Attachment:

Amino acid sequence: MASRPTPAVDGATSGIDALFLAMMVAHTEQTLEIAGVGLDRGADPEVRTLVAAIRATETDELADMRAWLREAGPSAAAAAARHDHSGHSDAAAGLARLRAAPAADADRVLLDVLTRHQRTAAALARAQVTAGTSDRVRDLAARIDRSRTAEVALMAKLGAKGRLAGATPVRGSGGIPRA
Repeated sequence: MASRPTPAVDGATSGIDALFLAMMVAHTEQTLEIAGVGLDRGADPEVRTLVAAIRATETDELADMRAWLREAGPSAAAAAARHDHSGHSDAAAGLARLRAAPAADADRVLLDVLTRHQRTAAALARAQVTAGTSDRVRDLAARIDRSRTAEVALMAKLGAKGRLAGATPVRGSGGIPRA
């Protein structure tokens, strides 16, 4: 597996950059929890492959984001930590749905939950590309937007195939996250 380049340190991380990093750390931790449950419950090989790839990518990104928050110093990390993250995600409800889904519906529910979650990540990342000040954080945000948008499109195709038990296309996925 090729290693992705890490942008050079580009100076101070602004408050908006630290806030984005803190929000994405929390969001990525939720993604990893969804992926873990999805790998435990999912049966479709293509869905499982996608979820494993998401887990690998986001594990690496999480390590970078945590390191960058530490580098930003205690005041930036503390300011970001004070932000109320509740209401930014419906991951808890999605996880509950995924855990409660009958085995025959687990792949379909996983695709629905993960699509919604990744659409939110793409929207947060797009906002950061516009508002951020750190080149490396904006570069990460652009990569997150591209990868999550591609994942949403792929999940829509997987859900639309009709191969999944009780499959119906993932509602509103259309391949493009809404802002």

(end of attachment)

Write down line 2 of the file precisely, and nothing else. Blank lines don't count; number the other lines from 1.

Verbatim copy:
Repeated sequence: MASRPTPAVDGATSGIDALFLAMMVAHTEQTLEIAGVGLDRGADPEVRTLVAAIRATETDELADMRAWLREAGPSAAAAAARHDHSGHSDAAAGLARLRAAPAADADRVLLDVLTRHQRTAAALARAQVTAGTSDRVRDLAARIDRSRTAEVALMAKLGAKGRLAGATPVRGSGGIPRA